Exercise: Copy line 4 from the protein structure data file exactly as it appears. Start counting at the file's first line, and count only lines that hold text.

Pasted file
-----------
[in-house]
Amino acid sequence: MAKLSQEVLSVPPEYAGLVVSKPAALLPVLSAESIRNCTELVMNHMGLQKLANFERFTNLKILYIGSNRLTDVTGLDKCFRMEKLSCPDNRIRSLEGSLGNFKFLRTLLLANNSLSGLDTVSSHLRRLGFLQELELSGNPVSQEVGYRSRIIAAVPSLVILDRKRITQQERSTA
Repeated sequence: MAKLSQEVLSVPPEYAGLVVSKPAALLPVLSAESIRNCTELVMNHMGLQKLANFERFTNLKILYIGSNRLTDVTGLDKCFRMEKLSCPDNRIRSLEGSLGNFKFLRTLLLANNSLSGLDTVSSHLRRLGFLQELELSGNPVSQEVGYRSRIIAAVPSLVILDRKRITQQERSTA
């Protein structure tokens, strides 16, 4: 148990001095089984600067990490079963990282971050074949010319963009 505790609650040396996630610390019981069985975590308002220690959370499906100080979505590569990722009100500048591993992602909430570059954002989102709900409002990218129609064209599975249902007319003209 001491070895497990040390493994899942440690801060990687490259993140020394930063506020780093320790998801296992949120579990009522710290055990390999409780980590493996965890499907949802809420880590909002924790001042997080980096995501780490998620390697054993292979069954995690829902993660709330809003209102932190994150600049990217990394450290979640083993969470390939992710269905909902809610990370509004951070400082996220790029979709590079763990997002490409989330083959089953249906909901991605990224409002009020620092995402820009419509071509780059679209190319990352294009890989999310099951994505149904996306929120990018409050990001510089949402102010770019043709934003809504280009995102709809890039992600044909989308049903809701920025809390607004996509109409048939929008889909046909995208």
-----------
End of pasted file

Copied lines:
């Protein structure tokens, strides 16, 4: 148990001095089984600067990490079963990282971050074949010319963009 505790609650040396996630610390019981069985975590308002220690959370499906100080979505590569990722009100500048591993992602909430570059954002989102709900409002990218129609064209599975249902007319003209 001491070895497990040390493994899942440690801060990687490259993140020394930063506020780093320790998801296992949120579990009522710290055990390999409780980590493996965890499907949802809420880590909002924790001042997080980096995501780490998620390697054993292979069954995690829902993660709330809003209102932190994150600049990217990394450290979640083993969470390939992710269905909902809610990370509004951070400082996220790029979709590079763990997002490409989330083959089953249906909901991605990224409002009020620092995402820009419509071509780059679209190319990352294009890989999310099951994505149904996306929120990018409050990001510089949402102010770019043709934003809504280009995102709809890039992600044909989308049903809701920025809390607004996509109409048939929008889909046909995208």